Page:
So the conversation in tech media of late is that Facebook is set to become a bigger cash cow than Google.
People spend more time on Facebook. Facebook has users locked-in (kinda). Facebook "owns" the social map. Facebook is popular. Facebook is everywhere. Facebook is big.
Facebook may be all those things, but when it comes to translating "viewers" into revenue, Google currently wins hands down.
Google wins because Google's advertising is closely aligned with the users primary activity, which is to seek topics and click links. The primary activity of a user on Facebook is to socialize. Translating this activity to a commercial imperative, in a way advertisers find profitable, is the challenge Facebook faces.
The primary user activity on Facebook isn't yet as conducive to effective advertising as the topic-matching system used by Google. This shows up in the revenue data.
Google's revenue, with supposedly fewer users than Facebook, is $23.531 billion - and rising. Facebook, with more users, who reportedly spend more time on the site, has estimated revenues around $1b. Admittedly a bit of an apples-and-oranges comparison, but useful to get the two entities in perspective. Facebook is nowhere near Google in terms of advertiser revenue.
In short, being popular doesn't necessarily translate into revenue, or marketing value. Ask any popular blogger who is blogging on a non-commercial topic. It can be difficult to convert some audiences, and some activities, into revenue and advertiser value.
As a commenter, Chris Norstrom, on the TechCrunch page I linked to above pointed out:
500 Millions users does not mean those users want to accomplish EVERYTHING on your site. Facebook already tried their own version of "yahoo.Answers" and it failed. People come to facebook to lol with friends and waste time, nothing more. Not to check inboxes, not to ask questions, not to participate in groups, not to rate stores or check into places, not to send or receive money, not to edit documents.
Is he right, do you think?
Like Button Replacing The Link
Some commentators have suggested that the "like" button on Facebook will replace the link
Enter the Like button, the social solution to search, and the replacement of the link as a voting mechanism. The people as a whole are more effective at determining what content is relevant and most of those people are unfortunately not effective at creating links
A "thumbs up" system doesn't say much. It may help people find out what is most popular amongst the heard on any given day, but as anyone can see from Digg, exploding pancakes doesn't mean much, popular as the topic may be. I suspect Facebook users will use the Like button even less when they come to realise it's a form of permission marketing.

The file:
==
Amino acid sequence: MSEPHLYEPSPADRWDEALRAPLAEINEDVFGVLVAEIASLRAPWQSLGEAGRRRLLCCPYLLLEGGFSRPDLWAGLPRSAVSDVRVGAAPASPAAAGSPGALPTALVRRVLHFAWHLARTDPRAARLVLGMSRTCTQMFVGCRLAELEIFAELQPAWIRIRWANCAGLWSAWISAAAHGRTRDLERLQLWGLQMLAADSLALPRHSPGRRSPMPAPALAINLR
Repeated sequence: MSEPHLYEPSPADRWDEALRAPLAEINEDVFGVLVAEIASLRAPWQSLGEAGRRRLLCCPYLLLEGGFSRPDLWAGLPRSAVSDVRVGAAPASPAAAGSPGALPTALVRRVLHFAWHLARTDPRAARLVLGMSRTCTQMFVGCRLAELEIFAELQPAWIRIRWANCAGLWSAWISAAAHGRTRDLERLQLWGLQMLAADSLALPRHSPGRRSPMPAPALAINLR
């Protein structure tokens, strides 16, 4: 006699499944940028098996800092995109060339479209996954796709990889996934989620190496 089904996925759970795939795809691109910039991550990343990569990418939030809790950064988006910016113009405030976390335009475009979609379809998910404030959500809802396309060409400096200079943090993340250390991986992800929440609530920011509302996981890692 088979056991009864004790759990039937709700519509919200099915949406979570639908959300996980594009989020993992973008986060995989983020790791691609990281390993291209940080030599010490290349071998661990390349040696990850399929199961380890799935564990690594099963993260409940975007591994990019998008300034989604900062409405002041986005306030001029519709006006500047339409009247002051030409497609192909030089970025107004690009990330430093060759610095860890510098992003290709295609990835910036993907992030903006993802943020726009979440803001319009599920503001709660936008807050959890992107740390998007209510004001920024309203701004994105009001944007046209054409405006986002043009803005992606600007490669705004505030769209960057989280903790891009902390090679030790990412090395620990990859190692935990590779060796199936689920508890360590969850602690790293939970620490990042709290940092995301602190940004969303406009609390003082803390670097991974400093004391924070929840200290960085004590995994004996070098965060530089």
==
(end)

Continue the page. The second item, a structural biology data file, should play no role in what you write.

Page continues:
Google, on the other hand, is oriented around topical queries. Relevance is decided by alorithms that measure over a hundred different factors. It's fair to say that if a simple "Like" button worked as a means to determine relevance, Google would have implemented it years ago. They pretty much have one, but who really uses it?
In short, user voting is fraught with problems. It won't replace sophisticated algorithms. The link, the basis of the web, isn't going away.
Fit The Message To The Medium
Which, in a rather long-winded way, brings me around to my point.
The Google vs Facebook contest doesn't really matter as far as marketing is concerned. Both environments are valuable to marketers. Both need to be approached in different ways.
As we discussed in Google Keyword Research Tool: Not Popular, search is suited to concepts and services of which the searcher is already aware. Facebook is better suited to distraction media, viral campaigns, and marketing targeted at specific demographic groups.
Facebook may be useful at introducing people to new concepts - especially if those concepts fit into an existing social activity, as defined by members of a specific demographic i.e. the group "Porsche Owners Club" may be interested in new Porsche merchandise, whether they're actively seeking it or not.
Keep in mind the core function of Facebook. The Facebook user isn't likely to be actively hunting for something. They are killing time, or socializing. As a result, Facebook is less suited to direct sales, as it is difficult to determine which phase the buyer is at in the sales funnel. Facebook is more suited to brand building and awareness campaigns. It is suited to relationship building. Adjust your marketing approach accordingly.
For further reading on the specifics of Facebook marketing, SEOMoz offers a great overview of marketing approaches on Facebook.
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